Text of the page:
chapter  6
21 Pages

Parties and issues in Francophone West Africa: towards a theory of non-mobilization

ByJaimie Bleck and Nicolas van de Walle

Reforming Mali’s national family code has long been on the agenda of Western donors, women’s associations and international non-government organizations (NGOs) in Bamako. In August 2009, after little debate, the Malian Assembly passed a new code with a vote of 117 for, five against, and four abstentions. Its statutes establish a legal age of marriage, regulate inheritance, and require state-sanctioned marriage. Opposition parties had not included the Family Code in their party platforms or talking points and were apparently not prepared for the massive opposition to the Code that soon erupted. The following weekend, approximately 10,000 protesters took to the streets in one of the country’s biggest public demonstrations since its democratization in the early 1990s. On 22 August, the first day of Ramadan, Islamic associations organized a rally of some 50,000 people, which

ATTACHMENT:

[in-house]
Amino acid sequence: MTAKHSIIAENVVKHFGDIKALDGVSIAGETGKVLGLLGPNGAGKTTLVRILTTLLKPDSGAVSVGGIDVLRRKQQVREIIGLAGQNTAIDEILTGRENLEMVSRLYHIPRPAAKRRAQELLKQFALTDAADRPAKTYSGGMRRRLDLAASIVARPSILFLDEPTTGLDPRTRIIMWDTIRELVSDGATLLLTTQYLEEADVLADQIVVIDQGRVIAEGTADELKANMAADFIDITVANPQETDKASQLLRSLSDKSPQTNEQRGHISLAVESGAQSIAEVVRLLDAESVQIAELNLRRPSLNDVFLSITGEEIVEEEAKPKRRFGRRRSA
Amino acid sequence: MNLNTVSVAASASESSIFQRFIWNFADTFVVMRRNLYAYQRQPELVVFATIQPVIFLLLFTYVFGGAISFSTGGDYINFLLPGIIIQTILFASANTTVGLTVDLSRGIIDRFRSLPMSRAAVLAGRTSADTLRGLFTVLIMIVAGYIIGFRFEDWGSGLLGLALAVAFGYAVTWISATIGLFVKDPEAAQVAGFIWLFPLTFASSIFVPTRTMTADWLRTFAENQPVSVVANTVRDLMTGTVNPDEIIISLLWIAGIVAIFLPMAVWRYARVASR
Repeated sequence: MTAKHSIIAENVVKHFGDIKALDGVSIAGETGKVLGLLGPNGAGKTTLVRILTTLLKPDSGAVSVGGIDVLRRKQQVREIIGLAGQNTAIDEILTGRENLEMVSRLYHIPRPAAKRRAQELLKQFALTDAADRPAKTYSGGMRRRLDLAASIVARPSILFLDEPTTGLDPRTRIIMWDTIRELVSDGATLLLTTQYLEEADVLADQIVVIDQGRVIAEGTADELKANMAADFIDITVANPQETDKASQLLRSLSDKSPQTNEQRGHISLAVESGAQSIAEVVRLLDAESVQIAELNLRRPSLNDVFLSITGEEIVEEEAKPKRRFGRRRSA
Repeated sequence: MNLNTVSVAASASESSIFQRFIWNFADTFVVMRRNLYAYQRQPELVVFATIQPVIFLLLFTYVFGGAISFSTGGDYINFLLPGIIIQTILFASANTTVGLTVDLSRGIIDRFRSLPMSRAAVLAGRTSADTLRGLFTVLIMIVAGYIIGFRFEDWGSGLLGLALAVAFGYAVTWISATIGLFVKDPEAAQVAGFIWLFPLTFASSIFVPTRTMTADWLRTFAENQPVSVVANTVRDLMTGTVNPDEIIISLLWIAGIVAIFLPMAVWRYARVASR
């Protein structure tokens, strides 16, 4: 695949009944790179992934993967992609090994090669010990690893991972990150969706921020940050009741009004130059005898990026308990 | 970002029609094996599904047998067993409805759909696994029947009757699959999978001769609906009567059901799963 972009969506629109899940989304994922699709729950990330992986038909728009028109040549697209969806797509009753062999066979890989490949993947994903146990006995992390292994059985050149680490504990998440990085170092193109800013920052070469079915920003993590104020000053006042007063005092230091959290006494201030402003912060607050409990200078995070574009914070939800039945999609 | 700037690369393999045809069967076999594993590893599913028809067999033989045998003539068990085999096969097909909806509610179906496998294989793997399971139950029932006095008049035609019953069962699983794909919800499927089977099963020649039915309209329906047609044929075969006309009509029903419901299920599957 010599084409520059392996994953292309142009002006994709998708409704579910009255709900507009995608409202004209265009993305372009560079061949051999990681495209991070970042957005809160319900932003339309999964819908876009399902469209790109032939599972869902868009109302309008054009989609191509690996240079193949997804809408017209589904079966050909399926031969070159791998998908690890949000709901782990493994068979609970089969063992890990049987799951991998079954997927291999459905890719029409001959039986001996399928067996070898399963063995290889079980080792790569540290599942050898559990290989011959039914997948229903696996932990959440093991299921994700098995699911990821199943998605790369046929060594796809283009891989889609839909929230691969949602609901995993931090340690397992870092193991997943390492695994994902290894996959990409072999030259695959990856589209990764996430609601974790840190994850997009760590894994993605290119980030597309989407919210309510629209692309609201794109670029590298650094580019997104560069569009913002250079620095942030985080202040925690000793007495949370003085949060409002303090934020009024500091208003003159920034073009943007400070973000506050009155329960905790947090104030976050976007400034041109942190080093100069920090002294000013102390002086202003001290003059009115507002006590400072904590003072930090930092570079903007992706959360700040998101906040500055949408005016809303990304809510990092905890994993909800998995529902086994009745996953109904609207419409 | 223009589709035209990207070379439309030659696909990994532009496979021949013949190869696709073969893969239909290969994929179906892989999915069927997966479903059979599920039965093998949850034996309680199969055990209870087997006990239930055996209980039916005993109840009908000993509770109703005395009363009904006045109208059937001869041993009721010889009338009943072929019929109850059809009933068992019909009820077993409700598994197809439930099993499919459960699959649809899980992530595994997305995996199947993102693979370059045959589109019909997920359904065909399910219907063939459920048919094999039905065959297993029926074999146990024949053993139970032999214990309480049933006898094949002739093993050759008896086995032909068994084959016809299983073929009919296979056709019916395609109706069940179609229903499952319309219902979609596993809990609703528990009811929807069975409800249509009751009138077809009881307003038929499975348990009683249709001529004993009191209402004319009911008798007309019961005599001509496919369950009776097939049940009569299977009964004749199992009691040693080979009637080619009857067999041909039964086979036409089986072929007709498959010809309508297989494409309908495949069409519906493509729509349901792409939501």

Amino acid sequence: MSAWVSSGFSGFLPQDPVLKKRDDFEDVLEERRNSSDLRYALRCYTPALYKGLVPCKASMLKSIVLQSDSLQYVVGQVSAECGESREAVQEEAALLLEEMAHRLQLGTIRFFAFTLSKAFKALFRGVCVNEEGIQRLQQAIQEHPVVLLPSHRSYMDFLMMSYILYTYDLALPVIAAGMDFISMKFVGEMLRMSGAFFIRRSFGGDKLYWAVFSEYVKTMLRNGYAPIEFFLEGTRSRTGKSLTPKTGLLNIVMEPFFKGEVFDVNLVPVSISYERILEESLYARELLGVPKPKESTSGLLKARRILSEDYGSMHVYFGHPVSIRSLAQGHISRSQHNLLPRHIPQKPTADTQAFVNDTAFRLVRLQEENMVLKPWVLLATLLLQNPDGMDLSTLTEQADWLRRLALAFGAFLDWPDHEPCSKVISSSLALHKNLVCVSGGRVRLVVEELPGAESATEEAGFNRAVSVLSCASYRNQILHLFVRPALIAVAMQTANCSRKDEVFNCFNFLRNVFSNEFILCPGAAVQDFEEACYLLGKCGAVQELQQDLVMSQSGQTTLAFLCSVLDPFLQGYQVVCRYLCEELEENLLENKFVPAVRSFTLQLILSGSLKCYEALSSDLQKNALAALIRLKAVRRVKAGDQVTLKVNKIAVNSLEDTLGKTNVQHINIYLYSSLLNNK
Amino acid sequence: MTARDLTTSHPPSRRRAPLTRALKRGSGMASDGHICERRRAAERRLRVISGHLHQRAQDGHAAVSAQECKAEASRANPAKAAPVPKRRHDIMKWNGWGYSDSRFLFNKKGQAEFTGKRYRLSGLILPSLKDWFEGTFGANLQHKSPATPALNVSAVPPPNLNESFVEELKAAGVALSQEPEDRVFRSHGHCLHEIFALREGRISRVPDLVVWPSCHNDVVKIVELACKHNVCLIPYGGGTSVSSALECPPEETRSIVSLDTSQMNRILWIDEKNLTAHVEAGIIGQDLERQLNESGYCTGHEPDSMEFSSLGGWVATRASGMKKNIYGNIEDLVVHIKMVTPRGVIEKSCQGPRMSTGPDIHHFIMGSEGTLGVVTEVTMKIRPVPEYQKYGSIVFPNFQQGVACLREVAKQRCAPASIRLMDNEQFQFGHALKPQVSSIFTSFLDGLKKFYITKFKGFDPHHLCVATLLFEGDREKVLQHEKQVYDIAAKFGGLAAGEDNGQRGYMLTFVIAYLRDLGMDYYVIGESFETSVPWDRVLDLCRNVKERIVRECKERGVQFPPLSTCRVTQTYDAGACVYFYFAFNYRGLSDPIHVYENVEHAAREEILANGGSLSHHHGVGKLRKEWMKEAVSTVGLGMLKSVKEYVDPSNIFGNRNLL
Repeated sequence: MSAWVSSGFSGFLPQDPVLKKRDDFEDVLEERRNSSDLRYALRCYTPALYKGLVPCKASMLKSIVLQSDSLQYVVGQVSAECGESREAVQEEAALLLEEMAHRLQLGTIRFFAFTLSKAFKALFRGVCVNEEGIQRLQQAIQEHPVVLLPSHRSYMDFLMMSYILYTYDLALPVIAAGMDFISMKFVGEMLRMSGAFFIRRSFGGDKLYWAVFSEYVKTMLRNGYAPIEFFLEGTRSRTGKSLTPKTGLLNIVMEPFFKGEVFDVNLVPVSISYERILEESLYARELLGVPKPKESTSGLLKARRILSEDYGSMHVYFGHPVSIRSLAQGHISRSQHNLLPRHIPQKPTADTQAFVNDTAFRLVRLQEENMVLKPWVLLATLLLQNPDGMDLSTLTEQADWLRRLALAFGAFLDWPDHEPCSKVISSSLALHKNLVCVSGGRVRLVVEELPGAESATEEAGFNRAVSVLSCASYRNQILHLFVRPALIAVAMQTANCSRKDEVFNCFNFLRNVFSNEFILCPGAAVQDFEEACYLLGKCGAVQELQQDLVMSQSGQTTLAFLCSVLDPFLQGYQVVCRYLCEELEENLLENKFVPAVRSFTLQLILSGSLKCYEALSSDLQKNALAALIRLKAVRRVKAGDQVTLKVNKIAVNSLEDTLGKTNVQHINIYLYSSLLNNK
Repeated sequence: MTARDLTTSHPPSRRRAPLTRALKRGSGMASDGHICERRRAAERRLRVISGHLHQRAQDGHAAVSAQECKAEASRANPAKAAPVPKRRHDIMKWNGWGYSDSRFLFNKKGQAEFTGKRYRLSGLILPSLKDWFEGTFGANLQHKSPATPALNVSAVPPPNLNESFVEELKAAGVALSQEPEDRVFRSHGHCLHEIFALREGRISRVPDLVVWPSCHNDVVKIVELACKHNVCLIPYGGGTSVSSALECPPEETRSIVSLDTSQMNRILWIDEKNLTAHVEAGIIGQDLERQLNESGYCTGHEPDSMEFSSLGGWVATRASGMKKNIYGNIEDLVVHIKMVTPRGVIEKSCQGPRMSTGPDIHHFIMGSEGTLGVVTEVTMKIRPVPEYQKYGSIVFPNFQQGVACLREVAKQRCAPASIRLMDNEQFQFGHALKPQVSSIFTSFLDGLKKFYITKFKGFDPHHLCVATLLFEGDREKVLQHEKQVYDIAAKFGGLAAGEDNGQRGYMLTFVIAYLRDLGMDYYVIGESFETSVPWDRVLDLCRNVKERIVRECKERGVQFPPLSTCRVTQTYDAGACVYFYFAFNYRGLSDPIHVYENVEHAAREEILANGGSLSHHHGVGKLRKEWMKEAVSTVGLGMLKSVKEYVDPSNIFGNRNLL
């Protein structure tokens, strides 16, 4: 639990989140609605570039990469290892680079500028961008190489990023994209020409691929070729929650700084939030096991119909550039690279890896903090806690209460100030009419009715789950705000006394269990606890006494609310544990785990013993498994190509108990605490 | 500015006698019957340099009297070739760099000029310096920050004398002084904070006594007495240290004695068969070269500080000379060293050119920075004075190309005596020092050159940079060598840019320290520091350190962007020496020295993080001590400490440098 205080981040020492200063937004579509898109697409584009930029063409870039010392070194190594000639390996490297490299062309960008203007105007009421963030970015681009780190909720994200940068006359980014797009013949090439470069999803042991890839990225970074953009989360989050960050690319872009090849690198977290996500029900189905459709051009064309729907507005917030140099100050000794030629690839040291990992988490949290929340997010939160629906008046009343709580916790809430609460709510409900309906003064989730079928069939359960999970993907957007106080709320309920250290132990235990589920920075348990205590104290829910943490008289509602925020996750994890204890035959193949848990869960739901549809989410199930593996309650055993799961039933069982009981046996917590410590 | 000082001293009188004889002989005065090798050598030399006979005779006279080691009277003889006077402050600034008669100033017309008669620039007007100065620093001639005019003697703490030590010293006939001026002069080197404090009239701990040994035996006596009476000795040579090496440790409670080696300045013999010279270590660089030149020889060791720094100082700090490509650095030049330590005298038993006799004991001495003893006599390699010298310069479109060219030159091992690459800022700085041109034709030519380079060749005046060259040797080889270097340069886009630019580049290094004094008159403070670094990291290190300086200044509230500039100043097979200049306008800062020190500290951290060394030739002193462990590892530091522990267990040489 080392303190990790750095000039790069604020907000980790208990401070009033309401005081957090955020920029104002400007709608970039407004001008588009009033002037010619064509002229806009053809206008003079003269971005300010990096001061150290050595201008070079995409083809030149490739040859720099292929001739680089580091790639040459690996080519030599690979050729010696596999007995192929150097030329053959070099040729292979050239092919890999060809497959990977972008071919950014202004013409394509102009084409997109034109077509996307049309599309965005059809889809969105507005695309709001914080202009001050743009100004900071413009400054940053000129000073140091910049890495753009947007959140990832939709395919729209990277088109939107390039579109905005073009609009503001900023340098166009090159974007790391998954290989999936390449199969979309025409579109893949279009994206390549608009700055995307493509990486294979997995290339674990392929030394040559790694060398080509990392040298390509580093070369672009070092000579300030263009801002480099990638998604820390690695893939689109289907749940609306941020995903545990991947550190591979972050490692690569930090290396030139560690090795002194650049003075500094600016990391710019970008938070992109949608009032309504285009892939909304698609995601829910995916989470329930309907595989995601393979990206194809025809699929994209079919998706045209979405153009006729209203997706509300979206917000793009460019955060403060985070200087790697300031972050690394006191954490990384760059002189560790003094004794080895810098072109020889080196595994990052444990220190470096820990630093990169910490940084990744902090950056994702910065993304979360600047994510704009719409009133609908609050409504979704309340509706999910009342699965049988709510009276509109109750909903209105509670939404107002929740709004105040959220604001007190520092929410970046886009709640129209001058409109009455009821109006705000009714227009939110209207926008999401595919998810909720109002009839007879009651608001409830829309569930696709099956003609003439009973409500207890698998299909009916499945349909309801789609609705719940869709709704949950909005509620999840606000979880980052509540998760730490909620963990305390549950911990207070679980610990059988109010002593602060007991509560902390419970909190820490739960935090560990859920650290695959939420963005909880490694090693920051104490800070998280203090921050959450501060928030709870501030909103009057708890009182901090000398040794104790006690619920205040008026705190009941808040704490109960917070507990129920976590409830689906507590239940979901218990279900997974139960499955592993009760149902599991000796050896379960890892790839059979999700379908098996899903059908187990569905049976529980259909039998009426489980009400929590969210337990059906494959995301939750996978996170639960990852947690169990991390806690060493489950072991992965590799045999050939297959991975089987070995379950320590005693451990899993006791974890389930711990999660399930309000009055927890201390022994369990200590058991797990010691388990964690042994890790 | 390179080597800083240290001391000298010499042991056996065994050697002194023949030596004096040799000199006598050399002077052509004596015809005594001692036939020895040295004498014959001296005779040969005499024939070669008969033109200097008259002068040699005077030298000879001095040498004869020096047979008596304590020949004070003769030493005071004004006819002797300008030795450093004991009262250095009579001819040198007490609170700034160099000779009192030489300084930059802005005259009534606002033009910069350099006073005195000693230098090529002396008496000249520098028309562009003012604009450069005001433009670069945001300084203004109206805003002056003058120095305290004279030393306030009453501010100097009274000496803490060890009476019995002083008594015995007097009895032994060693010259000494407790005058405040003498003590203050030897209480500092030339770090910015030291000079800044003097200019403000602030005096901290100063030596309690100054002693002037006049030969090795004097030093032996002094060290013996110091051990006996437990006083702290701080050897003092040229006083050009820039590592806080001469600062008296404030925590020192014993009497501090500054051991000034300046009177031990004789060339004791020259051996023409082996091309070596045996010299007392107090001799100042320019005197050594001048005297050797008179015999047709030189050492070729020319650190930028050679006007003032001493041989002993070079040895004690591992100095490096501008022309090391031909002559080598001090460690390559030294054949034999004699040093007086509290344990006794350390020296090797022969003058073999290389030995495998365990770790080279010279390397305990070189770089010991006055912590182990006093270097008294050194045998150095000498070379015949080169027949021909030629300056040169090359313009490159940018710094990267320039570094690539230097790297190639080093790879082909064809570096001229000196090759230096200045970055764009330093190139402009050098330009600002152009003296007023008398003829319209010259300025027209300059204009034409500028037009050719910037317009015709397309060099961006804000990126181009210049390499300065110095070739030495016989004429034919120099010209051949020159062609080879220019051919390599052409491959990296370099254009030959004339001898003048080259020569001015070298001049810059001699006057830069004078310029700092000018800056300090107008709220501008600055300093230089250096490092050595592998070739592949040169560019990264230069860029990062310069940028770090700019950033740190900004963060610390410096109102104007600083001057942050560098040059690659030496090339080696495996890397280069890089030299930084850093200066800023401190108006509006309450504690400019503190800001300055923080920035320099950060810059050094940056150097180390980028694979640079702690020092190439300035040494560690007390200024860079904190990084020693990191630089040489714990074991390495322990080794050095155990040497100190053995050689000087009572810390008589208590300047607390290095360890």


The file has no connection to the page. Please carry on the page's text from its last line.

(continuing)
filled the national soccer stadium and spilled out into the streets. In the face of this spectacle, the major political parties remained silent.1